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Alzheimer's to be preventable by 2025
Last Updated: 2016-09-23 15:24 | chinadaily.com.cn
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The Alzheimer's disease that are afflicting millions of people worldwide will become preventable in a decade, said a US pharmaceutical company on Wednesday.

Patients that suffer from the disease, which was first described by, and later named after, German psychiatrist and pathologist Alois Alzheimer in 1906, show such symptoms including memory loss, problems with language and loss of bodily functions which ultimately lead to death.

US-based Eli Lilly and Company is coming up with a drug which enables doctors for the first time to detect in early stages amyloid plaques in living brains that are signs of and finally lead to the Alzheimer's disease.

Lilly's Vice President Phyllis Barkman Ferrell told China Daily that the plagues start to build up even 15 to 20 years before the first symptoms emerge, so early intervention can help to slow down the disease before it starts fast deterioration.

"The science has advanced greatly and we at Lilly believe that the Alzheimer's disease will become preventable by 2025," said Ferrell.

The drug has been available in the US, Europe and Japan and is expected to come to China soon for research purposes.

Jia Jianping, a leading Chinese expert in treating Alzheimer's disease, said the disease is "absolutely preventable" and pharmaceutical companies including Lilly are making breakthroughs in diagnostic methods.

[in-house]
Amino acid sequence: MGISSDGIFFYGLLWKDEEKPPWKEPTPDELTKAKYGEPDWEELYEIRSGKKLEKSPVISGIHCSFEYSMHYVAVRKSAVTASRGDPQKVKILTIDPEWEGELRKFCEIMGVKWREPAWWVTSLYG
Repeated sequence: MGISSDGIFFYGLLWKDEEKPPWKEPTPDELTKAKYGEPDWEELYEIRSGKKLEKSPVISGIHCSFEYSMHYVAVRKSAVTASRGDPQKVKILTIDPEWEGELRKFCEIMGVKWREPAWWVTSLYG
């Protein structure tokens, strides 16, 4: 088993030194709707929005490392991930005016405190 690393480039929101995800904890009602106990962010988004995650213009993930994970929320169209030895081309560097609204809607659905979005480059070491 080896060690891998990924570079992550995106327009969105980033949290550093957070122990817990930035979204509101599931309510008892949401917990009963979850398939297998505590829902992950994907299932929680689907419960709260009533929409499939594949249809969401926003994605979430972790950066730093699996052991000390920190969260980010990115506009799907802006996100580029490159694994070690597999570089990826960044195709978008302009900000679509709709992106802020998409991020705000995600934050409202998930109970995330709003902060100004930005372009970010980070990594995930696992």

He said one third of those diagnosed in the early stages have the chance of improving their cognitive abilities.

Currently drugs available are unsatisfactory, said Jia, as they are symptomatic and cannot slow down the disease.

"That is why I have high hopes for drugs that can modify the disease, such as what Lilly is working on."

Jia calls for building a national surveillance network so that people who are prone to developing the disease can be singled out for treatment as early as possible.

He also urges people to pay more attention to their family members and make medical appointments for them if they show signs of short-term memory loss.

China is home to an estimated 7 million people who suffer from the Alzheimer's disease and the number is expected to double by 2030.

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